US drone base for Niger: report

The US military is preparing to establish a drone base in “northwest Africa”—likely be located in Niger along the eastern border of Mali, where French forces are currently waging a campaign against jihadist rebels, anonymous officials told the New York Times Jan. 28. The base would supposedly facilitate intelligence gathering by unarmed surveillance drones on al-Qaeda in the Islamic Maghreb (AQIM) and related militant networks. If the plan is approved, up to 300 US military personnel and contractors could be sent to staff the base.

“This is directly related to the Mali mission, but it could also give AfriCom a more enduring presence for ISR,” one US military official reportedly said, referring to intelligence, surveillance and reconnaissance. The revelations come the same day that the US and Niger signed a “status of forces” agreement on the terms for a US troop presence in the country. Earlier this month, US Africa Command chief Gen. Carter F. Ham visited Niger to work out details of the agreement. However, he declined to comment on the drone base plan, telling the Times is was “too operational for me to confirm or deny.”

Officials from Niger did not respond to e-mails from the Times about the plan. But Niger’s President Mahamadou Issoufou recently expressed a willingness to establish what he called “a long-term strategic relationship with the US.” In the Jan. 10 interview, on the eve of the French intervention in Mali, he said: “What’s happening in northern Mali is a big concern for us because what’s happening in northern Mali can also happen to us.”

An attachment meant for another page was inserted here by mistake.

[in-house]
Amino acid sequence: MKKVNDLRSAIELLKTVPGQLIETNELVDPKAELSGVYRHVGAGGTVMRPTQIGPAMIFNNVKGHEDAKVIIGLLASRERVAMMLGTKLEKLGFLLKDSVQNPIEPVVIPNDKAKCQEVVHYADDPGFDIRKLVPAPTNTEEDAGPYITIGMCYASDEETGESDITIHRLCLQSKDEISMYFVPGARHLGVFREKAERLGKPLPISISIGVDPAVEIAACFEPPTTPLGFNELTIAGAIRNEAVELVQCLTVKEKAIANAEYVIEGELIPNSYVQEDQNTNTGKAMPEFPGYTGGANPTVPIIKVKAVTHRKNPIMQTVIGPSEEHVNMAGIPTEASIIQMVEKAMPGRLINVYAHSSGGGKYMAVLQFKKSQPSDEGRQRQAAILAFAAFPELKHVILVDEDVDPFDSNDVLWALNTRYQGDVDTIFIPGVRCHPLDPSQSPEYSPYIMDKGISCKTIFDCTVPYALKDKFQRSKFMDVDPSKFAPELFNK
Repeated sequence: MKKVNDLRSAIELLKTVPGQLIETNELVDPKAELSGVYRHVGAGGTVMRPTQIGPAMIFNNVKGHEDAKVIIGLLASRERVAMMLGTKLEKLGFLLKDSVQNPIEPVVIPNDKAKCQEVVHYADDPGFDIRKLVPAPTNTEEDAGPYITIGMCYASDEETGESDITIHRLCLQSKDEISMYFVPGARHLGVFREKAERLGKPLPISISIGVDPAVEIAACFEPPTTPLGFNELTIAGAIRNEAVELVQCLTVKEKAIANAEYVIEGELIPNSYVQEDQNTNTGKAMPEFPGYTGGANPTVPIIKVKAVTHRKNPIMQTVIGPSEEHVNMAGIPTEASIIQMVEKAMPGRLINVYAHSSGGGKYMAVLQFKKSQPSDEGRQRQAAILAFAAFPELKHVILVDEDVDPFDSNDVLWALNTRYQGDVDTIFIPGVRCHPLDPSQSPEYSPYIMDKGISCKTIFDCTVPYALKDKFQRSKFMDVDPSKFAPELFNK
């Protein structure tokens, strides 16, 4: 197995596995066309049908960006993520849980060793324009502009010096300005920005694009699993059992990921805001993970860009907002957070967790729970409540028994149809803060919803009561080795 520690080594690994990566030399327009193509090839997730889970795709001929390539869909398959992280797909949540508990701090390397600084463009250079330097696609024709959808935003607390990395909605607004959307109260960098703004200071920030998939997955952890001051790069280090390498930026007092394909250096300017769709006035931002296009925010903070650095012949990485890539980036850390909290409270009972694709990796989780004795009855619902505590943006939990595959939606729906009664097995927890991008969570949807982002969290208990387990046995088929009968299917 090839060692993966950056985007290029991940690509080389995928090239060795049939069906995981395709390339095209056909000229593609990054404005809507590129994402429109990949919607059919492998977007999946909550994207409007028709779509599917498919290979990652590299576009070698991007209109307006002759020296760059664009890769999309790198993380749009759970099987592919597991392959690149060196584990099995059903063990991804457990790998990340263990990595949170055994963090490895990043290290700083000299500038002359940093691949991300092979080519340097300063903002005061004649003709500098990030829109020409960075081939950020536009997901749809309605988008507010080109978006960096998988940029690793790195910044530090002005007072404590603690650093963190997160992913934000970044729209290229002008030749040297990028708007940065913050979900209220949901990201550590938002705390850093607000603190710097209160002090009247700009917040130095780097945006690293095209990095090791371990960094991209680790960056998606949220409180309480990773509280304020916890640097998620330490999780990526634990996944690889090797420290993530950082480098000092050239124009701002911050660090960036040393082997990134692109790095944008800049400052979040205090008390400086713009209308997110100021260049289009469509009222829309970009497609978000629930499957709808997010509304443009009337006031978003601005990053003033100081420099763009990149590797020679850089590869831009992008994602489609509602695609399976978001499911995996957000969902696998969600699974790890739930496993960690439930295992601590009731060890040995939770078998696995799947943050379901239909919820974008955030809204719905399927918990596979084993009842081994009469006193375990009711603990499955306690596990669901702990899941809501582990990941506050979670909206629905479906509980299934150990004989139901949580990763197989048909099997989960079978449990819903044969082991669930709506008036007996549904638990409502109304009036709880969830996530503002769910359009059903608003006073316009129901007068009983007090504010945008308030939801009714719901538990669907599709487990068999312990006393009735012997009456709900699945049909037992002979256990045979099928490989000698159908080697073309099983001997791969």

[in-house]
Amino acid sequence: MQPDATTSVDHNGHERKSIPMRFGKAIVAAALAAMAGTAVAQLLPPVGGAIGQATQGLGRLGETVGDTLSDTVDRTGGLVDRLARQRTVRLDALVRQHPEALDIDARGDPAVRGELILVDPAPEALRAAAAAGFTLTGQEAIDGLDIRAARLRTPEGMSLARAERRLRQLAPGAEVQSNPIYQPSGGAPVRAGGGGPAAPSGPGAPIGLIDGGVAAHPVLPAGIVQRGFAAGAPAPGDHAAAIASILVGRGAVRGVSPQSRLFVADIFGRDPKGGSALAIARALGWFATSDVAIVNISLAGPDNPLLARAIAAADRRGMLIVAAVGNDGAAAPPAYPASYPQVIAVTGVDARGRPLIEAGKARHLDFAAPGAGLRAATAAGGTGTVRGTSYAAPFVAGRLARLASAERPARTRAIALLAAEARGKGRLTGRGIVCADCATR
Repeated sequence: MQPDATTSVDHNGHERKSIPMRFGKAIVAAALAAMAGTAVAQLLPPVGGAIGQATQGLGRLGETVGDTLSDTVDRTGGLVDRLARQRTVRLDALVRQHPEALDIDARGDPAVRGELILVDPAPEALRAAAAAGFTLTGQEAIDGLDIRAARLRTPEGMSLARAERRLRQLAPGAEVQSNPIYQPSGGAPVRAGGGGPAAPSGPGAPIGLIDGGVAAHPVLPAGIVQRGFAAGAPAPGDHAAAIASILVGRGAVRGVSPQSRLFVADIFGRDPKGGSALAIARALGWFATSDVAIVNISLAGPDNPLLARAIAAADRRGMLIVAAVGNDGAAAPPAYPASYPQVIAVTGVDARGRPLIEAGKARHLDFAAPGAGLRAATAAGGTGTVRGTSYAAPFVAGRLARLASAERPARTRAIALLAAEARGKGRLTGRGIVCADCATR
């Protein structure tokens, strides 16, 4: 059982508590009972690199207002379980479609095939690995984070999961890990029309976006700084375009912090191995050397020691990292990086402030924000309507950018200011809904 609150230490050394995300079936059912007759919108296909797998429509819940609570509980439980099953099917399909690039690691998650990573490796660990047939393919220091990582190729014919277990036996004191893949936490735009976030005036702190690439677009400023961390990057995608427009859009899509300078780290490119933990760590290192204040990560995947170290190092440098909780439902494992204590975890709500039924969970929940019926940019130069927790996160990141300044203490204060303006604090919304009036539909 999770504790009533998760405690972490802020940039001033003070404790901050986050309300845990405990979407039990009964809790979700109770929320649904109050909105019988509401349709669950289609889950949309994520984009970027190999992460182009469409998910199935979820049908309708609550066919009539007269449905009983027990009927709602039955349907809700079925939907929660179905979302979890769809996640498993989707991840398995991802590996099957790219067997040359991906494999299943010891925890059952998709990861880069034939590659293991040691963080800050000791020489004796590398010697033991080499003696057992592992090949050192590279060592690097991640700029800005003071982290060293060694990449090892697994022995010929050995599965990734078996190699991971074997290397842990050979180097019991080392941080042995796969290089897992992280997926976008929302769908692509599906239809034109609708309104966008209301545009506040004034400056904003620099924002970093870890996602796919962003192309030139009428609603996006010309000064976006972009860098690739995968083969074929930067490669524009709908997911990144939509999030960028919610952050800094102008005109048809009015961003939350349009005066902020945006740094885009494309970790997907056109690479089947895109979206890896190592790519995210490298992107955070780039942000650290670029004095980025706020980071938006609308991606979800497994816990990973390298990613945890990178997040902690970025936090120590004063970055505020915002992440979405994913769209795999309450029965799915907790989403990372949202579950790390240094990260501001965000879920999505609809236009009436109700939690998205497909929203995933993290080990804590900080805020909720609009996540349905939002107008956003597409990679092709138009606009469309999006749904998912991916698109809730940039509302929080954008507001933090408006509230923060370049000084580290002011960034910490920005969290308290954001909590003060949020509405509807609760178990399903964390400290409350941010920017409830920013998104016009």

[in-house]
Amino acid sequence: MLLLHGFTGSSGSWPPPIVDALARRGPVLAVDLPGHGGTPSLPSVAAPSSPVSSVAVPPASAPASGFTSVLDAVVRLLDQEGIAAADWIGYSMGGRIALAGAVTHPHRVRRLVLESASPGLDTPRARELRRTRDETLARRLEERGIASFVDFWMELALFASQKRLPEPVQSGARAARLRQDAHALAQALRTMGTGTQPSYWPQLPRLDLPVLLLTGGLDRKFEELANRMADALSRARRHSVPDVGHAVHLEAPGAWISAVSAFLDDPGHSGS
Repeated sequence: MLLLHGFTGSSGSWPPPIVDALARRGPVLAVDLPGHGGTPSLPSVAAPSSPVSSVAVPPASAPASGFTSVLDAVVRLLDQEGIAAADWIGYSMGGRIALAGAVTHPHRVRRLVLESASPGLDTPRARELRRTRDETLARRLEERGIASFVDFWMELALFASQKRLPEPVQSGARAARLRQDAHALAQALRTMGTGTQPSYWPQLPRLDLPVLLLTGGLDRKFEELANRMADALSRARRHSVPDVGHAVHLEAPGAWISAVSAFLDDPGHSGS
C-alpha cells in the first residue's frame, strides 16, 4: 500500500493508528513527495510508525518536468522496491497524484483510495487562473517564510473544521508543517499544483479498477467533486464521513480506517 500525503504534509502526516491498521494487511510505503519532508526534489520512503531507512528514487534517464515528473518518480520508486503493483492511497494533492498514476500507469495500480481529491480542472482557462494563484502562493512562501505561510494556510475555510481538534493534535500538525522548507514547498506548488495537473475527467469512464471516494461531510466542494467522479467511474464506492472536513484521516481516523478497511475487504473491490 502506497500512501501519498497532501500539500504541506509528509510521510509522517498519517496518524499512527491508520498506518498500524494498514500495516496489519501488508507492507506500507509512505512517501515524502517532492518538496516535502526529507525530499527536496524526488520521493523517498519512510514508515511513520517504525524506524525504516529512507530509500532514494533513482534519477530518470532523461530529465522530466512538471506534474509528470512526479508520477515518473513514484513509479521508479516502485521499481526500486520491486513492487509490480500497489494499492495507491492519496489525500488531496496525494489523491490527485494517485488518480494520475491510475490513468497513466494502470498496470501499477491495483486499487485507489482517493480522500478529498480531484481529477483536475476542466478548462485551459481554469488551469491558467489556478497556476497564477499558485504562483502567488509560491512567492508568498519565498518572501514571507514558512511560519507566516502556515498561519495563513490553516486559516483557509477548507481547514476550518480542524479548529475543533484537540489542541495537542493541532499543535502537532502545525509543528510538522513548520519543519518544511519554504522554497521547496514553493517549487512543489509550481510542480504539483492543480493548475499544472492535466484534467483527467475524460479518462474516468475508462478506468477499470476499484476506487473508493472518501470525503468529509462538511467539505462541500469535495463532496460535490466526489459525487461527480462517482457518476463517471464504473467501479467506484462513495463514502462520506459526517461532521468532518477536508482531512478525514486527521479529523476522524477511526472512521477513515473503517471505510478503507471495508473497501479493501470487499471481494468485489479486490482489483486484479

An unnamed US defense official told the Washington Post that the drone base plan is “preliminary,” and pending approval by the Pentagon, State Department, White House and Niger. “But it would be a good place to be, in terms of access,” the official added.

Reuters, however, reported that Niger has already given permission for the stationing of drones on its territory, following a request from the US ambassador, Bisa Williams. “Niger has given the green light to accepting American surveillance drones on its soil to improve the collection of intelligence on Islamist movements,” the agency quoted yet another anonymous official.

Two years ago there were unconfirmed reports that a secret US-French drone base had been established in Libya.

  1. Niger: French troops secure uranium mines
    Niger confirmed Feb. 3 that French special forces are protecting one of the country’s biggest uranium mines. President Mahamadou Issoufou told French media that security is being tightened at the Arlit mine following the recent hostage crisis in Algeria.

    French company Areva plays a major role in mining in Niger—the world’s fifth-largest producer of uranium. Areva gets much of its uranium from the two mines it operates in Niger, at Arlit and Imouraren. Islamist militants kidnapped five French workers at Arlit three years ago. Four are still being held, and it is believed they could be in the north of Mali.

    Asked if he could confirm that French special forces were guarding the mine, President Issoufou told channel TV5: “Absolutely I can confirm. We decided, especially in light of what happened in Algeria…not to take risks and strengthen the protection of mining sites.” he added. France’s AFP news agency said a dozen French special forces reservists have been deployed at the site. (BBC News, Feb. 3)